Subject: Re: [boost] [gsoc 2013] draft proposal for chrono::date
From: Anurag Kalia (anurag.kalia_at_[hidden])
Date: 2013-05-05 11:37:32
Anders Dalvander-3 wrote
> On 2013-05-05 01:33, Vicente J. Botet Escriba wrote:
>> Le 04/05/13 23:09, Howard Hinnant a Ã©crit :
>>> On May 4, 2013, at 4:15 PM, "Vicente J. Botet Escriba"
> > wrote:
>>>> class date;
>>>> date today();
>>> In what timezone?
> I thought that `chrono::date` was an abstract representation of a date,
> and not at all connected to a timezone. And that in order to convert to
> and from a `chrono::system_clock` or any other clock an explicit
> timezone would be needed.
>>> What is the internal representation?
>> I'm not talking here of a concrete date class yet, but much more of an
>> archetype of Date concept. We could see the if it is better to make
>> concrete classes that provide less as not efficient.
> Exactly, we should discuss the Date concept, and not focus on the
> concrete *classes*.
>>>> explicit date(system_clock::time_point);
>>>> operator system_clock::time_point() const;
>>> Do the above two assume the UTC timezone?
>> Copy/paste from your original proposal.
>> explicit date(chrono::system_clock::time_point tp);
>> /Effects:/ |tp| is converted to UTC, and then trucated to 00:00:00
>> hours. A |date |is created which reflects this point in time.
>> /Throws:/ If the conversion from |tp| overflows the range of |date|,
>> throws an exception of type |bad_date|.
>> explicit operator chrono::system_clock::time_point () const;
>> /Returns:/ A |chrono::system_clock::time_point| which represents the
>> date referred to by |*this| at 00:00:00 UTC.
>> /Throws:/ If the conversion to |tp| overflows the range of
>> |chrono::system_clock::time_point|, throws an exception of type
> Same here, the date May 5th 2013 represent the time range [2013-05-05
> 00:00, 2013-05-05 24:00), but that time range is different for different
> people around the world. It would be, in my humble opinion, better to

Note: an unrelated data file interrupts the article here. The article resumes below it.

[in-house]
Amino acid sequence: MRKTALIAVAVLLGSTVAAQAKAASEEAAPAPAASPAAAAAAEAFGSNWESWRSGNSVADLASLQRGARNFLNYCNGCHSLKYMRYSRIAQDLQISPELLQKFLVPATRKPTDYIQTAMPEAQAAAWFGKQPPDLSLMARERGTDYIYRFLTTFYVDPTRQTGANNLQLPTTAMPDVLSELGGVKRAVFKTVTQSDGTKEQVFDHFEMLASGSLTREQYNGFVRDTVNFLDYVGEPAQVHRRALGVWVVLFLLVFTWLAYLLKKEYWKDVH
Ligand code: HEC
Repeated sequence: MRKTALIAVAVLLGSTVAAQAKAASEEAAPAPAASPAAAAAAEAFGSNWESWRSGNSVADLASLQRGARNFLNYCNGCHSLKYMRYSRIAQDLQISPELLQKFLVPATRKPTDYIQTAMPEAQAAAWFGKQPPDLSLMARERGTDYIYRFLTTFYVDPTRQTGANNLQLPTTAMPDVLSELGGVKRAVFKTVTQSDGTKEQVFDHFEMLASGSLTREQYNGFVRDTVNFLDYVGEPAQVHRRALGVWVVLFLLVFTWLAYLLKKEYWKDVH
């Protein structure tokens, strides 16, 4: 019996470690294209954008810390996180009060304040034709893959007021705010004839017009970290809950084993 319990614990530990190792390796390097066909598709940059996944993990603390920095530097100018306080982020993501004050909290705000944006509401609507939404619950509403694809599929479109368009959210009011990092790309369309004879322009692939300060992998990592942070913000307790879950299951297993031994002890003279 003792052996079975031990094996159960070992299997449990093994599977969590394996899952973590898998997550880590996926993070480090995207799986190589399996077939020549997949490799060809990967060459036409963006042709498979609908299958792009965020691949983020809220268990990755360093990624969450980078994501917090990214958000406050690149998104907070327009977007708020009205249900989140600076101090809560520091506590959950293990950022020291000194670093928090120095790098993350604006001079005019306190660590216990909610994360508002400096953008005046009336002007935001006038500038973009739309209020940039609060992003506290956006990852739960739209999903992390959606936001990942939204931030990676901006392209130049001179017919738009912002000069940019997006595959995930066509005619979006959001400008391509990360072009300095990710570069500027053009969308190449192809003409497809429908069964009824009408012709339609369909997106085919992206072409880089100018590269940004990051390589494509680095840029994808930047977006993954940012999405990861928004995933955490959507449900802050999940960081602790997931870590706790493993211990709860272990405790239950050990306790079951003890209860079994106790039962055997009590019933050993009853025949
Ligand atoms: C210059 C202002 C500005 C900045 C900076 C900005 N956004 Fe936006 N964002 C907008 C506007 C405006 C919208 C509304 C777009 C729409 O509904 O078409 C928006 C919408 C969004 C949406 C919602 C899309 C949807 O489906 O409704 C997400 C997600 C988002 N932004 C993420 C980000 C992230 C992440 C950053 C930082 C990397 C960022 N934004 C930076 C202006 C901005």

> keep `chrono::date` abstract, without any connection to a timezone.
> Same with `chrono::time` (or whatever it would be called), it could be
> the time 12:34:56, but that cannot be represented as an instant in time
> (i.e. `chrono::time_point`). Neither can the combined `chrono::date` and
> `chrono::time`, it is still without any connection to a timezone.
> Perhaps it's better to explain myself with code:
> chrono::date d = year(2013) / may / day(5);
> chrono::time t = hours(12) + minutes(34) + seconds(56);
> chrono::date_time dt(d, t);
> // Here `dt` should be the representation of May 5th 2013 at 12:34:56,
> but that in turn occurred at different instants for different people
> around the world.
> // In order to convert it to a `system_time` a timezone would be needed:
> chono::system_time st = dt.in_timezone(chrono::timezones::utc); // or
> perhaps `dt.in_utc()` for short.
> I believe this is one of the few ways to resolve the many ambiguities of
> dates and times once and for all.
> Below is a rant, but first a disclaimer: I like the Boost.DateTime
> library very much, it has helped me greatly.
> The Boost.DateTime library has some flaws, one of them is the ambiguity
> of the `boost::date_time::ptime` class regarding timezones. It can
> represent time in different timezones, and you never know which. It can
> be local or UTC, or whatever. It's easy to use it incorrectly, it even
> have two factory functions (`second_clock::universal_time` and
> `second_clock::local_time`) which both create a `ptime`, but in
> different timezones, and after it has been created you can never know
> which. It can easily be resolved, as described above, and the compiler
> will tell you if you try to do something wrong.
> Not even the old C `time_t` had this issue, you are always explicit when
> converting it to local time (`localtime`) or UTC time (`gmtime`), but
> here the `tm` struct was used for both.
> Let's not make the same mistakes once again with `chrono::date`.
> Best regards,
> Anders Dalvander
> Unsubscribe & other changes:
I support you completely. But I feel like we can't even if we wanted to.
Timezones are separated at intervals of 30 minutes (is it not always so?).
But our dates have precision in terms of days. That creates a dilemma as to
how do we store this information.
Say, a user enters a date and we store its timezone separately. Then, we
always want to be able to convert it to UTC for general comparison. But what
is that date in UTC timezone? It depends on the time at which the date was
entered. But since our library is date and not datetime, we refused to
record timepoints in precision below days.
Comparisons etc work in UTC timezone by convention, but user does I/O in
his/her local timezone. We have demonstrated that converting from one
timezone to another is not possible with dates only. Thus, our date must be
naive and be oblivious to timezones at all.
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